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LESSONS: GRADES K-3  ›  The White House: Symbol of Leadership
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CORRESPONDING TEACHER'S TEXT


Most young children know the White House as the place where the president of the United States lives and works. The image of the building at 1600 Pennsylvania Avenue in Washington, D.C. is so widespread, and its history so enduring, that the building itself has come to symbolize American leadership. Journalists will write, "according to the White House . . ." as if the house and the executive who inhabits it are one and the same.

In November 1800, when John and Abigail Adams moved into what was then known simply as "The President’s House," it was still unfinished. Over the course of more than two centuries, there have been opportunities to make radical changes in the house, but presidents have stood firm and realized the symbolic importance of the White House and the need to keep the structure unchanged — at least to the eye of the observer.

The British burned the building in 1814. It has been expanded numerous times to accommodate the growing needs of the first family and the executive staff. The White House interior was completely gutted and redone during Harry Truman’s administration. Yet for all that, the core of the house looks remarkably similar to the structure that George Washington saw rise in the earliest days of the American republic.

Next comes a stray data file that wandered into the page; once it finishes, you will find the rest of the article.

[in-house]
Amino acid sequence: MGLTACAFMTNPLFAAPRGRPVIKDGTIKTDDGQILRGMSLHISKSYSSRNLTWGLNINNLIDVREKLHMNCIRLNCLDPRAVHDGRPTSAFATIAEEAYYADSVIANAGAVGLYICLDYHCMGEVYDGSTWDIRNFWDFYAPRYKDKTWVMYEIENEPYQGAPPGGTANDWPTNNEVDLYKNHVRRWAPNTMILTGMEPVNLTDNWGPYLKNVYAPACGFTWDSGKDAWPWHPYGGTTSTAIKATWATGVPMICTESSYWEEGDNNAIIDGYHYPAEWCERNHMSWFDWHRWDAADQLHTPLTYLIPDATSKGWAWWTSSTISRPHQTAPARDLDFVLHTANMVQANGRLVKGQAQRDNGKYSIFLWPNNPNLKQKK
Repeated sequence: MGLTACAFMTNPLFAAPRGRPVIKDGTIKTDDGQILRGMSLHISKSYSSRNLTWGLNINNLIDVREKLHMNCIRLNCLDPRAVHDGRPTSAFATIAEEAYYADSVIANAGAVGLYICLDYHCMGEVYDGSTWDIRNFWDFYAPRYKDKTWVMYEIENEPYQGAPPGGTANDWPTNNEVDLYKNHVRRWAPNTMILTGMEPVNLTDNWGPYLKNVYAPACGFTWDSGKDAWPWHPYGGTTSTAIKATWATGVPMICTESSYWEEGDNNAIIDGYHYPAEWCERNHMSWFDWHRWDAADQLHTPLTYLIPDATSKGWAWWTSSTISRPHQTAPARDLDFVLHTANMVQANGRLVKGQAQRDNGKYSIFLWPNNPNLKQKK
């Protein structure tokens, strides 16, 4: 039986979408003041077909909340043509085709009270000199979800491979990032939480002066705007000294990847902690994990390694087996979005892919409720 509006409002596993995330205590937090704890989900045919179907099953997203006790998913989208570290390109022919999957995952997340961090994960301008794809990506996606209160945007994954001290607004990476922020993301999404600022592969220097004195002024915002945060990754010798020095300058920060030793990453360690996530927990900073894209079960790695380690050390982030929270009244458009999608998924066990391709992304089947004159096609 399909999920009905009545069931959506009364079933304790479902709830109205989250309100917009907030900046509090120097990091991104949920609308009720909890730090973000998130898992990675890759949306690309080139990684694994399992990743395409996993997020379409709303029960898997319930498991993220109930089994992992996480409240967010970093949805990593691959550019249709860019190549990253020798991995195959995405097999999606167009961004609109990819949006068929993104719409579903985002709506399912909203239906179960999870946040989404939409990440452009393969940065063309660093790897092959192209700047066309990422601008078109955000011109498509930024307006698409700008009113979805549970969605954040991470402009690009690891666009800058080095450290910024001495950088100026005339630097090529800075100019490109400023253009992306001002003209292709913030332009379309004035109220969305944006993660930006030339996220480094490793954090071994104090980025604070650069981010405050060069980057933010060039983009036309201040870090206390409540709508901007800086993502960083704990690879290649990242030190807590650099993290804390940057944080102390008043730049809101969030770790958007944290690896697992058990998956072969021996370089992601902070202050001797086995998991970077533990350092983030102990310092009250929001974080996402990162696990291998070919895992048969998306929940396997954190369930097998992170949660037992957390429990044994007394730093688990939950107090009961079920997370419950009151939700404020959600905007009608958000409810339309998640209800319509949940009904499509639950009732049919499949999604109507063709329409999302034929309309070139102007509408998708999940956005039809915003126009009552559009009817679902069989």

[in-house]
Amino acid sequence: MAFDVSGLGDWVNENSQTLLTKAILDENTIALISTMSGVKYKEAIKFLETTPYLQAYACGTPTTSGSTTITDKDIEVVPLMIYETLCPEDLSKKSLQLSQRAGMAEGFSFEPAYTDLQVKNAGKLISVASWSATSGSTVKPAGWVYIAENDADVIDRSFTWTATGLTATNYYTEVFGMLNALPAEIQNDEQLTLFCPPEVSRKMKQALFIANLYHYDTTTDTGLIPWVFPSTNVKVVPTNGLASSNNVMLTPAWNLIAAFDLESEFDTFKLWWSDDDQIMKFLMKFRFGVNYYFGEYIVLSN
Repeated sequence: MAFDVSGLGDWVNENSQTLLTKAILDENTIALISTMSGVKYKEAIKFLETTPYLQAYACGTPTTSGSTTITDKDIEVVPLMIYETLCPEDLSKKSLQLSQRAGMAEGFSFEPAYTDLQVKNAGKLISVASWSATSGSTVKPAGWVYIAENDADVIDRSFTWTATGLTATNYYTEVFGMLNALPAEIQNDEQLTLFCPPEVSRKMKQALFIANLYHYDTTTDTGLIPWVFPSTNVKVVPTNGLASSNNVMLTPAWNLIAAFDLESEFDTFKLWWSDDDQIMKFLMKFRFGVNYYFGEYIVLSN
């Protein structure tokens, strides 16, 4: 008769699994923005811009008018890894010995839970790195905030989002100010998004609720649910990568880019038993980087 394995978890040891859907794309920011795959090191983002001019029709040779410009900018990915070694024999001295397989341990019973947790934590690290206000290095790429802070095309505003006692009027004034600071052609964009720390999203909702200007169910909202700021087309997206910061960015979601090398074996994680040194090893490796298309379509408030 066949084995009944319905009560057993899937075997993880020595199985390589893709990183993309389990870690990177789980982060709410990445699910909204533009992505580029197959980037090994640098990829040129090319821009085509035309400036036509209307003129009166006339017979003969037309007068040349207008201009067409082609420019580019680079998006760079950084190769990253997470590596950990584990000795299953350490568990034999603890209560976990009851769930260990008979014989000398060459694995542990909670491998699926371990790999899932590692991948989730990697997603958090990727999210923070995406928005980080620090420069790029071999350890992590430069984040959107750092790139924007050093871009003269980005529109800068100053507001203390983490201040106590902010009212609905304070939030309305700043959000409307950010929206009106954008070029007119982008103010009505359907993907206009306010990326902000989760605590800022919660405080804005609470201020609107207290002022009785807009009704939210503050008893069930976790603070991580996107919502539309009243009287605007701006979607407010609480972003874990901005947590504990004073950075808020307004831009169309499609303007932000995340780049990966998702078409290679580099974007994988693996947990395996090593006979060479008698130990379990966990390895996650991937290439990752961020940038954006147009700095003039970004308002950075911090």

This lesson will provide images of the White House over time. Young students will see how the President’s House grew outward, downward and upward. At the same time, they will also see how the building remains unchanged. In order for a symbol to have force, it must be fixed and consistent. A symbol represents a larger idea. The White House represents leadership and political freedom in America and around the world.


Objectives

By successfully completing this lesson and accompanying activities, students will:

  1. Understand how a symbol can represent an important idea.

  2. Comprehend how a building can be a symbol, and discuss other types of symbols and their meanings.

  3. Track the changes in the physical structure of the White House over time; see how the building has grown to fit the needs of the time, but still retains its original form.

National Standards for History
    The history objectives and activities in The White House: Symbol of Leadership comply with the National Standards for History for Grades K-4, as developed by the National Center for History in the Schools, Los Angeles, CA.

    Topic 3 The History of the United States: Democratic Principles and Values and the People from Many Cultures Who Contributed to Its Cultural, Economic, and Political Heritage

    Standard 4E The student understands national symbols through which American values and principles are expressed.




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